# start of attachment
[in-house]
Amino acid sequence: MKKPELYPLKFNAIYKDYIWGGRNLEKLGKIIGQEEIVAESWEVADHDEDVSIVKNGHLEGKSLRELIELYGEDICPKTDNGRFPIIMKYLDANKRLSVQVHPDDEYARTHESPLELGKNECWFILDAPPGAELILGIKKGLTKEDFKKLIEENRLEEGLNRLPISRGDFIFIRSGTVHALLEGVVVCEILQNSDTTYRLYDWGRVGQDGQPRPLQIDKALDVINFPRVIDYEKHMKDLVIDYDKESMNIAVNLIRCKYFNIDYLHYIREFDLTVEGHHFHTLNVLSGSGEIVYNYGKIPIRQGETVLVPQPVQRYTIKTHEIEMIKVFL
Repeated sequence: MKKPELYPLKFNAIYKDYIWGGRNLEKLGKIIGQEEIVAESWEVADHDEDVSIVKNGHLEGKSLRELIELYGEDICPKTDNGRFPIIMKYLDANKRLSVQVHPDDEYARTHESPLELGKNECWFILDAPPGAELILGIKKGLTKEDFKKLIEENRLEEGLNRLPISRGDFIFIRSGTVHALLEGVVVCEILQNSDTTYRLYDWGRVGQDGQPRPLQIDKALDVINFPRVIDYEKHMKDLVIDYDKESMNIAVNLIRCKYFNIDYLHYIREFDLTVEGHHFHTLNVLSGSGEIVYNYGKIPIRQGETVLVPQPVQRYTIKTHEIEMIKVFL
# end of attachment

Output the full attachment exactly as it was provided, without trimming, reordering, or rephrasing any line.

[in-house]
Amino acid sequence: MKKPELYPLKFNAIYKDYIWGGRNLEKLGKIIGQEEIVAESWEVADHDEDVSIVKNGHLEGKSLRELIELYGEDICPKTDNGRFPIIMKYLDANKRLSVQVHPDDEYARTHESPLELGKNECWFILDAPPGAELILGIKKGLTKEDFKKLIEENRLEEGLNRLPISRGDFIFIRSGTVHALLEGVVVCEILQNSDTTYRLYDWGRVGQDGQPRPLQIDKALDVINFPRVIDYEKHMKDLVIDYDKESMNIAVNLIRCKYFNIDYLHYIREFDLTVEGHHFHTLNVLSGSGEIVYNYGKIPIRQGETVLVPQPVQRYTIKTHEIEMIKVFL
Repeated sequence: MKKPELYPLKFNAIYKDYIWGGRNLEKLGKIIGQEEIVAESWEVADHDEDVSIVKNGHLEGKSLRELIELYGEDICPKTDNGRFPIIMKYLDANKRLSVQVHPDDEYARTHESPLELGKNECWFILDAPPGAELILGIKKGLTKEDFKKLIEENRLEEGLNRLPISRGDFIFIRSGTVHALLEGVVVCEILQNSDTTYRLYDWGRVGQDGQPRPLQIDKALDVINFPRVIDYEKHMKDLVIDYDKESMNIAVNLIRCKYFNIDYLHYIREFDLTVEGHHFHTLNVLSGSGEIVYNYGKIPIRQGETVLVPQPVQRYTIKTHEIEMIKVFL